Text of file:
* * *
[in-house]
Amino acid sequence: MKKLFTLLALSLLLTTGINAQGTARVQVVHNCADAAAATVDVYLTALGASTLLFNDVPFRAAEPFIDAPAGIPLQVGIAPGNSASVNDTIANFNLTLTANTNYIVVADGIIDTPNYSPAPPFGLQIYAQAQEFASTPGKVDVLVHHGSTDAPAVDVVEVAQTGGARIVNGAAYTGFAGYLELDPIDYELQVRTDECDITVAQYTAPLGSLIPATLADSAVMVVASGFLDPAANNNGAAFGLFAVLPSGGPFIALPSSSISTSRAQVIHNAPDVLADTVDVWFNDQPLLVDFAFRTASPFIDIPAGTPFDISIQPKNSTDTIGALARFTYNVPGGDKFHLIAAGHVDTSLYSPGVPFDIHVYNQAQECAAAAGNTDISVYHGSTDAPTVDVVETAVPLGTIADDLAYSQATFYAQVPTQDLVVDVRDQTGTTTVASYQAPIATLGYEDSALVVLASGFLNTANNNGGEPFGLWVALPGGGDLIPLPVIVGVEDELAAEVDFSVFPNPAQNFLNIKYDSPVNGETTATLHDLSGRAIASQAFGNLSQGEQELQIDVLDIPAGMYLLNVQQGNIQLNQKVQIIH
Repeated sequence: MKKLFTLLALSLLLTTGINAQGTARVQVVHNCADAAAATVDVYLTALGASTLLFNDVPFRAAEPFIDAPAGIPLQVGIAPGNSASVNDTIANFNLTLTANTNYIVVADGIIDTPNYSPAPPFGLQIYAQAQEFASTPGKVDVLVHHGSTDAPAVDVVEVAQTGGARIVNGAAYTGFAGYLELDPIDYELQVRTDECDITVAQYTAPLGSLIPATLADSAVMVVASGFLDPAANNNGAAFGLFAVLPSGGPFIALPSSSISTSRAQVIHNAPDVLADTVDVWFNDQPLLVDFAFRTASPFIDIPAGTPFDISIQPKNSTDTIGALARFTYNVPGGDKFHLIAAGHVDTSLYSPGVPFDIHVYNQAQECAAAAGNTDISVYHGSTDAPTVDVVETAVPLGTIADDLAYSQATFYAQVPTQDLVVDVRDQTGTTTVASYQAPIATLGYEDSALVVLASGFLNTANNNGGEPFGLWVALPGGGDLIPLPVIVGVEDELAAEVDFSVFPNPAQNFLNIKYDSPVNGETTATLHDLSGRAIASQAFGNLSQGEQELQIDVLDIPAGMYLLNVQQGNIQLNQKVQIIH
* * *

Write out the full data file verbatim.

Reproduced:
[in-house]
Amino acid sequence: MKKLFTLLALSLLLTTGINAQGTARVQVVHNCADAAAATVDVYLTALGASTLLFNDVPFRAAEPFIDAPAGIPLQVGIAPGNSASVNDTIANFNLTLTANTNYIVVADGIIDTPNYSPAPPFGLQIYAQAQEFASTPGKVDVLVHHGSTDAPAVDVVEVAQTGGARIVNGAAYTGFAGYLELDPIDYELQVRTDECDITVAQYTAPLGSLIPATLADSAVMVVASGFLDPAANNNGAAFGLFAVLPSGGPFIALPSSSISTSRAQVIHNAPDVLADTVDVWFNDQPLLVDFAFRTASPFIDIPAGTPFDISIQPKNSTDTIGALARFTYNVPGGDKFHLIAAGHVDTSLYSPGVPFDIHVYNQAQECAAAAGNTDISVYHGSTDAPTVDVVETAVPLGTIADDLAYSQATFYAQVPTQDLVVDVRDQTGTTTVASYQAPIATLGYEDSALVVLASGFLNTANNNGGEPFGLWVALPGGGDLIPLPVIVGVEDELAAEVDFSVFPNPAQNFLNIKYDSPVNGETTATLHDLSGRAIASQAFGNLSQGEQELQIDVLDIPAGMYLLNVQQGNIQLNQKVQIIH
Repeated sequence: MKKLFTLLALSLLLTTGINAQGTARVQVVHNCADAAAATVDVYLTALGASTLLFNDVPFRAAEPFIDAPAGIPLQVGIAPGNSASVNDTIANFNLTLTANTNYIVVADGIIDTPNYSPAPPFGLQIYAQAQEFASTPGKVDVLVHHGSTDAPAVDVVEVAQTGGARIVNGAAYTGFAGYLELDPIDYELQVRTDECDITVAQYTAPLGSLIPATLADSAVMVVASGFLDPAANNNGAAFGLFAVLPSGGPFIALPSSSISTSRAQVIHNAPDVLADTVDVWFNDQPLLVDFAFRTASPFIDIPAGTPFDISIQPKNSTDTIGALARFTYNVPGGDKFHLIAAGHVDTSLYSPGVPFDIHVYNQAQECAAAAGNTDISVYHGSTDAPTVDVVETAVPLGTIADDLAYSQATFYAQVPTQDLVVDVRDQTGTTTVASYQAPIATLGYEDSALVVLASGFLNTANNNGGEPFGLWVALPGGGDLIPLPVIVGVEDELAAEVDFSVFPNPAQNFLNIKYDSPVNGETTATLHDLSGRAIASQAFGNLSQGEQELQIDVLDIPAGMYLLNVQQGNIQLNQKVQIIH